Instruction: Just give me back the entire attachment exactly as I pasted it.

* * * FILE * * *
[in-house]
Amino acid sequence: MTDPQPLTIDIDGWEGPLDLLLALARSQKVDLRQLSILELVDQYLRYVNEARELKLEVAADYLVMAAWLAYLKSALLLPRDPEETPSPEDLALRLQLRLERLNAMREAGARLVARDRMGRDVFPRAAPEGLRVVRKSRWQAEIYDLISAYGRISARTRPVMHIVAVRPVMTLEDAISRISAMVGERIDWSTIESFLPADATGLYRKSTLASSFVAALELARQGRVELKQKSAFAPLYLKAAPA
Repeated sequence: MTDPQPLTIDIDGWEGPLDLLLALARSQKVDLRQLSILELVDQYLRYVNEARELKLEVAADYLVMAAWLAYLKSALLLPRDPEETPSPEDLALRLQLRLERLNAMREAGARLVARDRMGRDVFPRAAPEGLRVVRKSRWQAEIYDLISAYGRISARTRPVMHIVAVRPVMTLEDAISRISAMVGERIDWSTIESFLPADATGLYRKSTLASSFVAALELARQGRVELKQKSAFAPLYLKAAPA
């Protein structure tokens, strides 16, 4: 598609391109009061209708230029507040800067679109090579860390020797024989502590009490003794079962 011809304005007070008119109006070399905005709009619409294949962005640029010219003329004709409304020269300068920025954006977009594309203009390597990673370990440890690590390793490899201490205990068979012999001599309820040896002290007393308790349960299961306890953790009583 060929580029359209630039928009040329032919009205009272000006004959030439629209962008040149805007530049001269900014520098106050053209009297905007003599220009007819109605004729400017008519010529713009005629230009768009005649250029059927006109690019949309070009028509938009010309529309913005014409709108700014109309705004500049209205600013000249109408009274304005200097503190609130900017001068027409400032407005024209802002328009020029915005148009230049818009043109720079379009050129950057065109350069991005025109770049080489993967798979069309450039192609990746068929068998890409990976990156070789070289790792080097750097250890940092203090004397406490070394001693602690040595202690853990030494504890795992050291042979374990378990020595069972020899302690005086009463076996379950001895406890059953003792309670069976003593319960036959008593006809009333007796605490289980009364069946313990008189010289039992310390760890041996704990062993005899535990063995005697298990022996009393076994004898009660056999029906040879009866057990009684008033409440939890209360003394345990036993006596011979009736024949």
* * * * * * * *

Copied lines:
[in-house]
Amino acid sequence: MTDPQPLTIDIDGWEGPLDLLLALARSQKVDLRQLSILELVDQYLRYVNEARELKLEVAADYLVMAAWLAYLKSALLLPRDPEETPSPEDLALRLQLRLERLNAMREAGARLVARDRMGRDVFPRAAPEGLRVVRKSRWQAEIYDLISAYGRISARTRPVMHIVAVRPVMTLEDAISRISAMVGERIDWSTIESFLPADATGLYRKSTLASSFVAALELARQGRVELKQKSAFAPLYLKAAPA
Repeated sequence: MTDPQPLTIDIDGWEGPLDLLLALARSQKVDLRQLSILELVDQYLRYVNEARELKLEVAADYLVMAAWLAYLKSALLLPRDPEETPSPEDLALRLQLRLERLNAMREAGARLVARDRMGRDVFPRAAPEGLRVVRKSRWQAEIYDLISAYGRISARTRPVMHIVAVRPVMTLEDAISRISAMVGERIDWSTIESFLPADATGLYRKSTLASSFVAALELARQGRVELKQKSAFAPLYLKAAPA
């Protein structure tokens, strides 16, 4: 598609391109009061209708230029507040800067679109090579860390020797024989502590009490003794079962 011809304005007070008119109006070399905005709009619409294949962005640029010219003329004709409304020269300068920025954006977009594309203009390597990673370990440890690590390793490899201490205990068979012999001599309820040896002290007393308790349960299961306890953790009583 060929580029359209630039928009040329032919009205009272000006004959030439629209962008040149805007530049001269900014520098106050053209009297905007003599220009007819109605004729400017008519010529713009005629230009768009005649250029059927006109690019949309070009028509938009010309529309913005014409709108700014109309705004500049209205600013000249109408009274304005200097503190609130900017001068027409400032407005024209802002328009020029915005148009230049818009043109720079379009050129950057065109350069991005025109770049080489993967798979069309450039192609990746068929068998890409990976990156070789070289790792080097750097250890940092203090004397406490070394001693602690040595202690853990030494504890795992050291042979374990378990020595069972020899302690005086009463076996379950001895406890059953003792309670069976003593319960036959008593006809009333007796605490289980009364069946313990008189010289039992310390760890041996704990062993005899535990063995005697298990022996009393076994004898009660056999029906040879009866057990009684008033409440939890209360003394345990036993006596011979009736024949």